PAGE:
Depending on how you use it, email communication can be a way to interact effectively with people and make your work more efficient, or a major source for decreased productivity, stress and an early ulcer. Unfortunately, for many, it’s the latter.
As a communication coach, I am often asked be people looking to improve their business communication skills: “How many times should I check my work email each day?” Then they look at me with astonishment as I reply that twice every day is usually the optimum in my perspective.
The optimum email checking. First of all, I want to detail this answer:
- If you have a job which requires a lot of email communication, but also a lot of other activities, checking your email twice each day is optimal.
- If you have one of those jobs which require just a little email communication, once every day is enough.
- If you have a job in which all/ the vast majority of your activity is reading and answering emails, checking your email 4-5 times every day may be optimal.
Most white collar workers are in this first category and checking their email twice every day is enough for them. Based on what their job is, very few workers actually need to check it 4-5 times every day.
Productivity down the drain. Despite of this, a lot of people tend to check their email constantly throughout the work day. They either open their Inbox every 30-60 minutes, or they open it every time they get a new email alert on their computer screen.
I cannot emphasize enough how unproductive this is. Checking your email this often means that you constantly interrupt various tasks. You defocus and refocus many times throughout the day, which is very hard and mentally exhausting. Then you get home and start complaining: “Man, my work is stressful! That company is working me like a mule!”
Email terrorism. Many people say they check their email so often because they are expected to give fast answers to the emails they receive. There is pressure on them from internal and external clients for expedient email communication.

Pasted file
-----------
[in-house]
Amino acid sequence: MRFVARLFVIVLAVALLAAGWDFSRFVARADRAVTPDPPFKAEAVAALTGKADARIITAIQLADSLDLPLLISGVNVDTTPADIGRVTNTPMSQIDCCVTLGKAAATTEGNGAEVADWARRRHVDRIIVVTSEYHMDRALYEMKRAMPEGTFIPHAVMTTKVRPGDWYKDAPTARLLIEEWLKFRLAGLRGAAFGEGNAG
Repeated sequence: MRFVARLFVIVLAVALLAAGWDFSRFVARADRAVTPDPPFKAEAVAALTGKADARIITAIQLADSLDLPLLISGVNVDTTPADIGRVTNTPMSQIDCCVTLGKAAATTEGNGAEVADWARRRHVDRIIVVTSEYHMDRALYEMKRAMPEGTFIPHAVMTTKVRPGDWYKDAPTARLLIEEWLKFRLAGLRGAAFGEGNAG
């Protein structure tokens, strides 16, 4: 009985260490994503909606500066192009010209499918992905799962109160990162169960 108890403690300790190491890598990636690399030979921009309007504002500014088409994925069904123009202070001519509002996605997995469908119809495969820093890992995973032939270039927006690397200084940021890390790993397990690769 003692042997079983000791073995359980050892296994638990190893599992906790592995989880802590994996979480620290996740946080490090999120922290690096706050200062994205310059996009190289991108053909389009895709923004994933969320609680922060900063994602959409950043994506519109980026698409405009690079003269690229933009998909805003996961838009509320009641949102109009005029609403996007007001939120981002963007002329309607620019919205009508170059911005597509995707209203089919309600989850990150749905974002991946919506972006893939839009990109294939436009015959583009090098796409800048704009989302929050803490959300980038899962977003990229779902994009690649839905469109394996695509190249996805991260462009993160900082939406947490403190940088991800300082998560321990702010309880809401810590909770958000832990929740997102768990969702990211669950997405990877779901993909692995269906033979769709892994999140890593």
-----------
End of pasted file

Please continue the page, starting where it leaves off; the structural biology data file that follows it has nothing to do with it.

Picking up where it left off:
But you see, that’s the problem! Email communication, through its nature, is not a fast communication method. Email is text-based, asynchronous, preplanned communication, and it’s supposed to take some time. The vast majority of expectations for fast email communication are unreasonable and the best thing you can do is to not put up with them.
Sure, you might think something terrible will happen if you do this. Trust me: I have seen plenty of people do it and they didn’t get fired, nothing really bad happened, while their skills to get things done and their productivity increased visibly.
My job involves a lot of email communication. But it also involves coaching, meetings, and writing articles on people skills, tasks which would constantly get interrupted if I would check my email 4-5 times every day. I used to do that at one point. Now, I only check it twice: once in the first part of the day, once in the second. And it’s great!
The phone alternative. If some people expect rapid reactions from you, guess what? That’s what phone communication is for. They can call you on the phone when they need a fast answer from you.
Make sure the people you interact with in your professional life understand your email and phone policies, that you only check your email twice every day, that you use your phone for emergencies, and you will see both some effective work and effective communication happening.